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July 10, 2019

Minority Mental Health Month

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Mental health doesn’t discriminate based on race, color, gender or identity. Every year millions of Americans face the reality of living with a mental health condition, but background and identity can make access to mental health treatment much more difficult. When trying to access treatment, marginalized communities have to contend with numerous barriers such as: ¬†access to treatment, language, lack of cultural competence, racism, bias, discrimination in treatment settings, lower-quality care and often times a belief that treatment will not help.

 

Below are some mental health facts from the Office of Minority Health:

  • Over 70% of Black/African American adolescents with a major depressive episode did not receive treatment for their condition.
  • Almost 25% of adolescents with a major depressive episode in the last year were Hispanic/Latino.
  • Asian American adults were less likely to use mental health services than any other racial/ethnic groups.
  • In the past year, nearly 1 in 10 American Indian or Alaska Native young adults had serious thoughts of suicide.

(*Statistics from the year 2017)

 

Watch the National Alliance on Mental Illness (NAMI) docuseries: Strength Over Silence: Stories of Courage, Culture and Community. NAMI explores unique perspectives on mental health from the African-American and Latino communities.

 

The Center’s Mental Health Publications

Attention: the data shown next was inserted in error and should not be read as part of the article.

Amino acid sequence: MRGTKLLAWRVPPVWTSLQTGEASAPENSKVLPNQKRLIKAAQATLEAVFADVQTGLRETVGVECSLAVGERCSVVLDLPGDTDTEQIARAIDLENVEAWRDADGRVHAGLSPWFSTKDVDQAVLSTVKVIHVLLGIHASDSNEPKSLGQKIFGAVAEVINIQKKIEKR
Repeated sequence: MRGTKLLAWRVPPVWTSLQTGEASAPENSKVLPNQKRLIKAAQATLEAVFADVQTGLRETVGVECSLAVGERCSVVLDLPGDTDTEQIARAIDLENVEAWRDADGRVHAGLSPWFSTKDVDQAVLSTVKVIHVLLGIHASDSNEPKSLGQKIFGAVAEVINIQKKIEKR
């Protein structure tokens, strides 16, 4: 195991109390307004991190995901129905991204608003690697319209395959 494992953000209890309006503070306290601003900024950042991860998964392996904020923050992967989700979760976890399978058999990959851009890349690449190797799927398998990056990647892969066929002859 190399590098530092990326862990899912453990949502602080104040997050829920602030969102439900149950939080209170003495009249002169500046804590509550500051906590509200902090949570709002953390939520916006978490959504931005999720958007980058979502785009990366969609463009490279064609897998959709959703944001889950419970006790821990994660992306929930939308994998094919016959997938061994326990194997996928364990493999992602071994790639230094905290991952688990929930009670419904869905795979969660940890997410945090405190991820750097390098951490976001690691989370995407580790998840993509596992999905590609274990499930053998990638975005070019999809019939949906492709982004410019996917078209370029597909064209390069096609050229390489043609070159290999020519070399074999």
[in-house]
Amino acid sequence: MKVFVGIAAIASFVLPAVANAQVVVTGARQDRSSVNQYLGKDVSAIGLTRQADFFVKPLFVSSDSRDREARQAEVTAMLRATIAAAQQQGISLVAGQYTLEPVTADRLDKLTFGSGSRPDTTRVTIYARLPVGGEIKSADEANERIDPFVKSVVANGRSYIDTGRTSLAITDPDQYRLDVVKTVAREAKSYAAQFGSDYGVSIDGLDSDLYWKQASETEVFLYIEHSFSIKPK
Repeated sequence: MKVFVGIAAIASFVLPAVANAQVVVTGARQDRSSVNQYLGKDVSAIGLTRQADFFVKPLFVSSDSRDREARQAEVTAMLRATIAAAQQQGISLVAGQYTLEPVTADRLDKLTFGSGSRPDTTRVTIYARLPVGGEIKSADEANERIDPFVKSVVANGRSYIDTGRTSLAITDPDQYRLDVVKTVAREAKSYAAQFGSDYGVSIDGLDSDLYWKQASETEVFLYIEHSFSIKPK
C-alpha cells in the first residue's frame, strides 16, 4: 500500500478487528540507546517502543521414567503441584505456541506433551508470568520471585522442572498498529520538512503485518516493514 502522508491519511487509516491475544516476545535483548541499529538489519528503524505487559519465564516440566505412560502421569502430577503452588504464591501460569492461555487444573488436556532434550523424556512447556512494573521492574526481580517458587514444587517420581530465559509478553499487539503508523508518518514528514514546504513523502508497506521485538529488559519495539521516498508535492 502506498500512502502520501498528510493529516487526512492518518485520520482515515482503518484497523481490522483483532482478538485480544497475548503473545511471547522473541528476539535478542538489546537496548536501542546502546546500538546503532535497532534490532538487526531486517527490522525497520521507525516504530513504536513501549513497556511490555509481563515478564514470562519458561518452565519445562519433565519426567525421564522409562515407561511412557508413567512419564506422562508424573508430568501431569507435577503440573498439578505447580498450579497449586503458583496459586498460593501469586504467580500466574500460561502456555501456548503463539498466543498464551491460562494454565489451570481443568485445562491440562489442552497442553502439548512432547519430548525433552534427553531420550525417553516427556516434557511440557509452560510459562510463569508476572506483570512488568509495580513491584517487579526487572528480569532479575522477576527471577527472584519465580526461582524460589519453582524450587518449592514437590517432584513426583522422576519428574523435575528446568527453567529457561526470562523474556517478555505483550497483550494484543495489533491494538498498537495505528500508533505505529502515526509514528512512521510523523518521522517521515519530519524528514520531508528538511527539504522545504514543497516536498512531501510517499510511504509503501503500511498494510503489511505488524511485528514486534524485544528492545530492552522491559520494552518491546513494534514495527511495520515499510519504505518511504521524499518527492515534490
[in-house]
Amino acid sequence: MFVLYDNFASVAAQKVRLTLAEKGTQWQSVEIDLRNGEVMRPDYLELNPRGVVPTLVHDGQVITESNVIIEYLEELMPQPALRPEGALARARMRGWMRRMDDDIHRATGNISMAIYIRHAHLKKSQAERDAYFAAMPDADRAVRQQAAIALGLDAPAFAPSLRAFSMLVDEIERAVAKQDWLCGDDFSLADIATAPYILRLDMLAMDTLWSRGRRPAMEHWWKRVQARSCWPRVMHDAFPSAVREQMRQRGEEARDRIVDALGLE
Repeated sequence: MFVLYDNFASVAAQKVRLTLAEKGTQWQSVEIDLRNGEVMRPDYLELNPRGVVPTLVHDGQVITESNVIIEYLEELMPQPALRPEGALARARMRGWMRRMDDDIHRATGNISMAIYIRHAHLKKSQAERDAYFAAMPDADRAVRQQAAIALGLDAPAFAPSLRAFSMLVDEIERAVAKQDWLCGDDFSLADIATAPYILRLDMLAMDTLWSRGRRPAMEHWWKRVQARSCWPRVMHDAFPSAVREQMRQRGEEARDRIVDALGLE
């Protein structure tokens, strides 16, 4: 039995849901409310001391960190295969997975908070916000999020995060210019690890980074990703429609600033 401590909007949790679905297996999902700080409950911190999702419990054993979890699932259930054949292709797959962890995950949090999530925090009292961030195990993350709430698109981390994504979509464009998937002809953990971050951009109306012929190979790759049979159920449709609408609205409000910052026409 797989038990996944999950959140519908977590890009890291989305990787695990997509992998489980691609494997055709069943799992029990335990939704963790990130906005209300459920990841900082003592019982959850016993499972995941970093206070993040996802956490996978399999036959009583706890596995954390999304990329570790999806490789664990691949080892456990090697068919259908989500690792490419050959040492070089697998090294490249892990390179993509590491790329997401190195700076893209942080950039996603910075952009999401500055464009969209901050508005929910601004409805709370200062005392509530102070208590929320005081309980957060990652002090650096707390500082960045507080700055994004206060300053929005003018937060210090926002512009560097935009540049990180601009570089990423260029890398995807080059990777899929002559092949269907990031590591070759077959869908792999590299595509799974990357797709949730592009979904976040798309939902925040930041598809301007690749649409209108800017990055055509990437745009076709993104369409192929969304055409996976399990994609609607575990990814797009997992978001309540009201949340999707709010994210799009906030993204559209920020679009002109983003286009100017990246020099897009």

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Recently Added Resources:

NEW MEMO/PUBLICATIONS

 

60-Day Independent Review by Qualified Evaluators--Effective: July 1, 2019

 

Supporting Older Youth Beyond 18: Examining Data and Trends in Extended Foster Care

 

Promising Program Models for Extended Foster Care and Transition Services

Upcoming Events
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Statewide Conference: 2019 Child Protection Summit,
September 4 - 6, 2019, JW Marriott, Orlando, FL

 

Registration is now open for the 2019 Summit. The Summit offers an extraordinary program of current and relevant training topics to further advance the knowledge base of child welfare staff in many critical areas of importance.

 

As the largest child welfare event in Florida, the Department anticipates the 2019 Child Protection Summit will be attended by more than 3,000 child welfare professionals and related partners, including: attorneys, case managers, child advocates, child protective investigators and supervisors, Child Protection Team staff, child welfare trainers, court staff, DCF staff, relative and non-relative caregivers, foster and adoptive parents, Guardians ad Litem, judges, law enforcement, juvenile justice professionals, educators, service providers, and youth.

 

Click HERE for more information and to register.

 
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Click HERE to view our Events Calendar for more upcoming events.

 
 
 
 

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© 2019 The Center for Child Welfare  |  centersupport@usf.edu


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